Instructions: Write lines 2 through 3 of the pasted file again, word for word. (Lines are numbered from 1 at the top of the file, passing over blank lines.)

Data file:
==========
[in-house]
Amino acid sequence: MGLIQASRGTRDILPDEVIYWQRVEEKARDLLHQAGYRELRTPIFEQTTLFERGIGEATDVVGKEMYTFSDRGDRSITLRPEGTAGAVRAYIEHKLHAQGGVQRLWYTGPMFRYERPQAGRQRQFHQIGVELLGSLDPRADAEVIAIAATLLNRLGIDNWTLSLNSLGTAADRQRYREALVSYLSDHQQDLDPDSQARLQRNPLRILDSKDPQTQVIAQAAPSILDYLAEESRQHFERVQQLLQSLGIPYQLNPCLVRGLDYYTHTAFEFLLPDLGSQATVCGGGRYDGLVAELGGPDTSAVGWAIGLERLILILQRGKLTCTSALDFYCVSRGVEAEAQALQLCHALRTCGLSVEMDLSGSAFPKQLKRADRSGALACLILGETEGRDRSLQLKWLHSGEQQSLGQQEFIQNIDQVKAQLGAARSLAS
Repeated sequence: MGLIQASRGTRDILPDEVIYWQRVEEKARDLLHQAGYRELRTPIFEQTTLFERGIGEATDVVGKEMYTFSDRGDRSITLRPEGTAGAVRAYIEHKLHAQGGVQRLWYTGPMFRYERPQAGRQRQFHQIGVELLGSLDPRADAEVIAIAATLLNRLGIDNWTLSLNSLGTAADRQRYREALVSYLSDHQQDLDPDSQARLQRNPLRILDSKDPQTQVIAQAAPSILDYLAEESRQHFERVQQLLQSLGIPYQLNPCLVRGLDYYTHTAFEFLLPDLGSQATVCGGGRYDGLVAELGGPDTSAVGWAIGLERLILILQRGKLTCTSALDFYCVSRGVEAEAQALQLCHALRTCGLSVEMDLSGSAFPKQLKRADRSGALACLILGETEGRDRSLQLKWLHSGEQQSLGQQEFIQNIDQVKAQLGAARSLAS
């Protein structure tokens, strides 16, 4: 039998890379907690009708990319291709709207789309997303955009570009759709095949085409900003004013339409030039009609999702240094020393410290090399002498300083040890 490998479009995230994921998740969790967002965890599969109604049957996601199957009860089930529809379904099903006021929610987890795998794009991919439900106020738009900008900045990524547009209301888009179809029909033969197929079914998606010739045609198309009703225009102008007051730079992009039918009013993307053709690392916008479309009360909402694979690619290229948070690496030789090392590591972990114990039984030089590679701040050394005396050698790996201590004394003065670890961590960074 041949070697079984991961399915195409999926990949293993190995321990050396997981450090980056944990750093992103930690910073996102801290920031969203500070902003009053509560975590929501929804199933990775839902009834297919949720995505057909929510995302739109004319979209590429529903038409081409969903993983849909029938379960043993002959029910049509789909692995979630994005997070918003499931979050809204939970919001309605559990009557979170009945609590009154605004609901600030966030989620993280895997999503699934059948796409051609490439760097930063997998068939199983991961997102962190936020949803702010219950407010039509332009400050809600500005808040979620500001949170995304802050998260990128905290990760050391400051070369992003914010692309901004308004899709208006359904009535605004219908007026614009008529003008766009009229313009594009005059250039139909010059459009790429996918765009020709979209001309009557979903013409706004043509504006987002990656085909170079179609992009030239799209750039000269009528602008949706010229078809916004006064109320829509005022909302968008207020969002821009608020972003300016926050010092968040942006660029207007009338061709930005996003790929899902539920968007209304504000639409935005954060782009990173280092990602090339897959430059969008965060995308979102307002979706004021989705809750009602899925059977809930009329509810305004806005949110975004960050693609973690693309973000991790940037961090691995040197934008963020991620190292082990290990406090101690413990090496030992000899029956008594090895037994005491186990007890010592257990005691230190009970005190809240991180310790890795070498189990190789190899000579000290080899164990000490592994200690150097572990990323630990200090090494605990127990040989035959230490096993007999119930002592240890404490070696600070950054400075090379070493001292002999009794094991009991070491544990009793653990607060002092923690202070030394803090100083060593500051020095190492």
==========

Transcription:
Amino acid sequence: MGLIQASRGTRDILPDEVIYWQRVEEKARDLLHQAGYRELRTPIFEQTTLFERGIGEATDVVGKEMYTFSDRGDRSITLRPEGTAGAVRAYIEHKLHAQGGVQRLWYTGPMFRYERPQAGRQRQFHQIGVELLGSLDPRADAEVIAIAATLLNRLGIDNWTLSLNSLGTAADRQRYREALVSYLSDHQQDLDPDSQARLQRNPLRILDSKDPQTQVIAQAAPSILDYLAEESRQHFERVQQLLQSLGIPYQLNPCLVRGLDYYTHTAFEFLLPDLGSQATVCGGGRYDGLVAELGGPDTSAVGWAIGLERLILILQRGKLTCTSALDFYCVSRGVEAEAQALQLCHALRTCGLSVEMDLSGSAFPKQLKRADRSGALACLILGETEGRDRSLQLKWLHSGEQQSLGQQEFIQNIDQVKAQLGAARSLAS
Repeated sequence: MGLIQASRGTRDILPDEVIYWQRVEEKARDLLHQAGYRELRTPIFEQTTLFERGIGEATDVVGKEMYTFSDRGDRSITLRPEGTAGAVRAYIEHKLHAQGGVQRLWYTGPMFRYERPQAGRQRQFHQIGVELLGSLDPRADAEVIAIAATLLNRLGIDNWTLSLNSLGTAADRQRYREALVSYLSDHQQDLDPDSQARLQRNPLRILDSKDPQTQVIAQAAPSILDYLAEESRQHFERVQQLLQSLGIPYQLNPCLVRGLDYYTHTAFEFLLPDLGSQATVCGGGRYDGLVAELGGPDTSAVGWAIGLERLILILQRGKLTCTSALDFYCVSRGVEAEAQALQLCHALRTCGLSVEMDLSGSAFPKQLKRADRSGALACLILGETEGRDRSLQLKWLHSGEQQSLGQQEFIQNIDQVKAQLGAARSLAS